While Mad Max: Fury Road glorifies a matriarchal solution to the ecological crisis, Anderson (2012) warns that we must approach hopeful apocalyptic literature with criticality. Twenty-first-century apocalyptic literature tends to relish in the destruction of the world itself (Anderson, 2012, p. 267) and can offer confused or problematic environmental messages. Anderson takes the example of Andrew Stanton’s WALL-E (2008), suggesting that the film’s depiction of environmental destruction by consumerism contradicts its nostalgia for consumer goods. The protagonist robot, WALL-E, is humanised as a nostalgic collector (Anderson, 2012, p. 270). Audiences are invited to empathise with his fondness for Christmas tree lights, shiny DVDs and sporks (Anderson, 2012, p. 269) while paradoxically understanding that these items have transformed the world into an unlivable garbage heap (Anderson, 2012, p. 279). Overarchingly, it is positive that we see the critical interrogation of science fiction texts, like WALL-E and Fury Road. Such interrogation highlights a self-awareness of the ecological problems we face and a movement towards reaching reliable ecological solutions.
The matriarchal response to the environmental crisis presented in Mad Max: Fury Road includes contradictions, which audiences should investigate to achieve more reliable ecological solutions. The female protagonists, Furiosa with her family from the Vuvalini and the Five Wives, are presented as the counterpart to Immortan Joe. The women exemplify collaborative leadership and care for their environment and the disenfranchised. However, they do not present an alternative solution to the environmental crisis (McLean, 2017, p. 383). Symbolically, the “Seed Keeper” plants her seeds in the soil, despite admitting they never grow (McLean, 2017, p. 385). Additionally, it is only through violence and the death of Immortan Joe and countless others, including their own, that the women can gain agency (McLean, 2017, p. 386). Challenging the matriarchal idealism presented in Fury Road (2014) highlights that a more complex solution is needed for meaningful environmental hope.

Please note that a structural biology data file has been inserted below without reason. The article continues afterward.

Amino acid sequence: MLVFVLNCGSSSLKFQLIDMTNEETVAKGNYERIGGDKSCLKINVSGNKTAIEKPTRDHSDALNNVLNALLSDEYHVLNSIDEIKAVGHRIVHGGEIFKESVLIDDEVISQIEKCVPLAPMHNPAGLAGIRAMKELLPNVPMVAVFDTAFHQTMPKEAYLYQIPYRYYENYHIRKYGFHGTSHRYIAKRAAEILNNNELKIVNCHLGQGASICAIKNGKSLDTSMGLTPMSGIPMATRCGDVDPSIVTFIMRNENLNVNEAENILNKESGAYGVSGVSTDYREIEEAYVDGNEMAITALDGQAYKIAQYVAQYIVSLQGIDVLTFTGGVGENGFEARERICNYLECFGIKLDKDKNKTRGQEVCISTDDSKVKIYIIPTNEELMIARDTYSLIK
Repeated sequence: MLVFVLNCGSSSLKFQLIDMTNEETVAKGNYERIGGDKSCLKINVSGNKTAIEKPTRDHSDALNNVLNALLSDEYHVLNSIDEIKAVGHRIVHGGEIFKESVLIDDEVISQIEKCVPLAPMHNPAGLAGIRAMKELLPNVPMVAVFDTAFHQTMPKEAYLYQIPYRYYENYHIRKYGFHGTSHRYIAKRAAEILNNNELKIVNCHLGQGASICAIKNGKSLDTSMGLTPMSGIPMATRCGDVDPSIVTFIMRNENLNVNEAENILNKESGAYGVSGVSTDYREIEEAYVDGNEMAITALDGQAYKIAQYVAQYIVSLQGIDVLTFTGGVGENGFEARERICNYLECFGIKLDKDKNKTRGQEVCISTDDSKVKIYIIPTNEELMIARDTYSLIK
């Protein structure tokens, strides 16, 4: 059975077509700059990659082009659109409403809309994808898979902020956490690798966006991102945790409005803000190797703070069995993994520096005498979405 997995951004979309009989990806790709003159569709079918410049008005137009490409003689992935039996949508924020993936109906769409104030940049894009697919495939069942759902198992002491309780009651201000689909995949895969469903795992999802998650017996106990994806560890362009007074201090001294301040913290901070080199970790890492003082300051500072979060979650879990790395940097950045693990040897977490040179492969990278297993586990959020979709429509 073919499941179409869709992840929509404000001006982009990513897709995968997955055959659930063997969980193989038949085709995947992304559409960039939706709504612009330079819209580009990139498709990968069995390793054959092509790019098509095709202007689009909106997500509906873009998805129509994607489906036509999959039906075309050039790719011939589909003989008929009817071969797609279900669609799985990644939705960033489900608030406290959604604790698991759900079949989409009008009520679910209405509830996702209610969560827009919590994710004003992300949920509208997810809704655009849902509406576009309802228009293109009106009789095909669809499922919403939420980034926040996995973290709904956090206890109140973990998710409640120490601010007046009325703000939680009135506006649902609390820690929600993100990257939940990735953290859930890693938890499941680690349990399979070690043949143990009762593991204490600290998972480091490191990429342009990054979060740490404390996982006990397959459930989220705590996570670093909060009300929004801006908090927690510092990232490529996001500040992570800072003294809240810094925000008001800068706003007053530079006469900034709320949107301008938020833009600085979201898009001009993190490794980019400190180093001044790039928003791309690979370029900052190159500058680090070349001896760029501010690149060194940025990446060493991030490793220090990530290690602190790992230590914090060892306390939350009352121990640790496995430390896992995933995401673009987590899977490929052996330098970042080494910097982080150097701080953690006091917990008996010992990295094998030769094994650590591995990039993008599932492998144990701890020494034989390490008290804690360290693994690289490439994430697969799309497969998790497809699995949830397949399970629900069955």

To extend this critique of Mad Max: Fury Road, the film problematically elevates humankind, whether patriarchy or matriarchy, above the earth. Latour (2014) highlights humanity’s concerning trend of characterising nature as an objective. Latour takes the example of a news headline that presents nature as a passive subject: “the threshold of 400 ppm of CO2, the main agent of global warming, is going to be crossed this year” (Latour, 2014, p. 2). He questions how humankind can understand the severity of our ecological crisis from such an objective description (Latour, 2014, p. 2). In preference, we must characterise nature as active: celebrating texts that present humanity in dynamic engagement with strong natural agents like rivers, landslides and volcanoes (Latour, 2014, p. 8), and scientific texts that employ storytelling to animate the environment as much as humans (Latour, 2014, p. 14). Texts should present nature with as much agency as humankind, unlike Fury Road, which only replaces patriarchy with matriarchy over the dominion of the earth. By encouraging narratives that animate the earth, we will be able to reconcile the modern elevation of culture over nature, which has characterised our ecological crisis.